RFID-It’s Not Just for Inventory Management Anymore!
RFID has been around since the end of World War II. One of the early uses of RFID was for inventory management. The inventory was accomplished by scanning the RFID Tag, the inventory was sent to the computer, logging in the presence of the item in the available inventory.
There are two different forms of RFID Tags, each based on how the information from the RFID Tag is transmitted to the scanner. A “passive RFID Tag” means that the tag is activated by the scanner and the tag transmits information via radio waves back to the scanner, which in turn transmits the information to a central computer, which interprets the information and stores it. There is no “power source/battery” in the passive RFID Tag.
The second type of RFID Tag is an “active RFID Tag”, which, by name, implies that the tag transmits data using its own “power source/battery”. The active RFID Tag can be either of the “beacon variety” which means that the tag sends out a “ping” every few seconds announcing its location/presence. Since the beacon variety of tag is sending its information out constantly, its batteries tend to wear out much more quickly than the “transponder variety” of an active RFID Tag. The transponder tag receives a “request for information” from the scanner and powers up by use of its battery, and the tag sends information as a “response“ to the scanner’s “request”. Since data transmission isn’t constant in the transponder, the batteries last much longer in the “transponder” RFID Tag than in the “beacon” RFID Tag.
Passive RFID Tags are less expensive as they don’t have a battery to wear out, and can possibly last a lifetime. They are good in supply chain management, access control management for offices, toll roads, concerts, sporting events, races (including time tracking), and attendance. Passive RFID Tags do NOT require a direct line of sight to register the presence of the tag, but they are limited in the distance from which their information can be “read” from the RFID Tag by the scanner.
Active RFID Tags are much more expensive than passive RFID Tags, but offer a wider range of services and a much larger “read distance” than the passive RFID Tags. This is of value in the access of toll roads where the vehicles with RFID Tags can move under a scanner, be activated and send ID to the scanner, and be recorded in a very short period of time, not even requiring the vehicles to come to a stop to complete the transaction. This is a “transponder” type RFID Tag, which “only speaks when spoken to” as the vehicle passes under the scanner, remaining quiet until activated at the next toll booth. Other areas for use of active RFID Tags would be the “real time” tracking of shipments and even in devices used to track people, which could be either beacon or transponder types. An example of using RFID Tags to track people would be “house arrest” in the legal system. The person under house arrest wears a locking boot that contains an beacon RFID Tag, if the prisoner leaves the area that he is confined to, the scanner recognizes his violation of house arrest and notifies the authorities about the violation and his current location. A beacon variety RFID tag can be used to determine the location of traveling employees, providing their current location to the main office. It can even be used in the monitoring of the location of a patient with Alzheimer’s Disease, once again, a transponder system to locate the patient in the event that he drove away or walked away from his home and got lost, or a beacon system to monitor the patient if he is living independently.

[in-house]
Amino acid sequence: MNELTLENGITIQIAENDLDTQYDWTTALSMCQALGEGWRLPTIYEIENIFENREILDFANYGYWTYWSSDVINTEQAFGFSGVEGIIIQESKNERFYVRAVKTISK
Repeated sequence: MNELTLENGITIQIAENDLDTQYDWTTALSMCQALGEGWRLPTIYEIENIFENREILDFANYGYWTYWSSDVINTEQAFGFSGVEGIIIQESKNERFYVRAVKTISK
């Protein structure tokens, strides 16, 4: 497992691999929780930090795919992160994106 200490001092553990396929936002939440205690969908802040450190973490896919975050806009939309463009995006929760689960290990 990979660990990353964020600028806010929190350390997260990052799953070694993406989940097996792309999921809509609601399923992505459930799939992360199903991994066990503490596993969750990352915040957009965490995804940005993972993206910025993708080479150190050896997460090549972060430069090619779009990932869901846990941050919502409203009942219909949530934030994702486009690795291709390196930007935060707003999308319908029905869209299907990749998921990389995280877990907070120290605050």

The advantages of RFID is that it is a rugged technology that can produce “real time results”, and allows for database portability on a single chip. Despite all of the advantages of RFID Tags and system, there are several disadvantages involved in its use. RFID Tags can be read by almost any kind of scanner, unless encryption is employed. Along with the scanner, inevitably comes the “scammer”, who may be able to glean information from the RFID Tag. As mentioned in an earlier blog, RFID information can be read from credit cards using Near Field Communication Technology employed for credit card transactions that could result in sensitive information being intercepted/stolen, creating the chance for financial fraud. RFID cards are relatively easy to clone. RFID system design and implementation can be complex and expensive. There are no industry-wide standards for RFID Tags/Systems, and since they run on radio frequency, the transmissions can “collide” and become “jumbled” or even be intentionally “jammed or disrupted”, resulting in malfunction and delays. They may even be “blocked completely” by certain metals, liquids, or metalized textiles due to the “Faraday Effect”. Despite these problems, RFID is still a valuable technology across many fields. In my opinion, if the data isn’t sensitive or personal information, RFID is a great system for many of the uses mentioned in the early part of this article.
V Technical Textiles, Inc.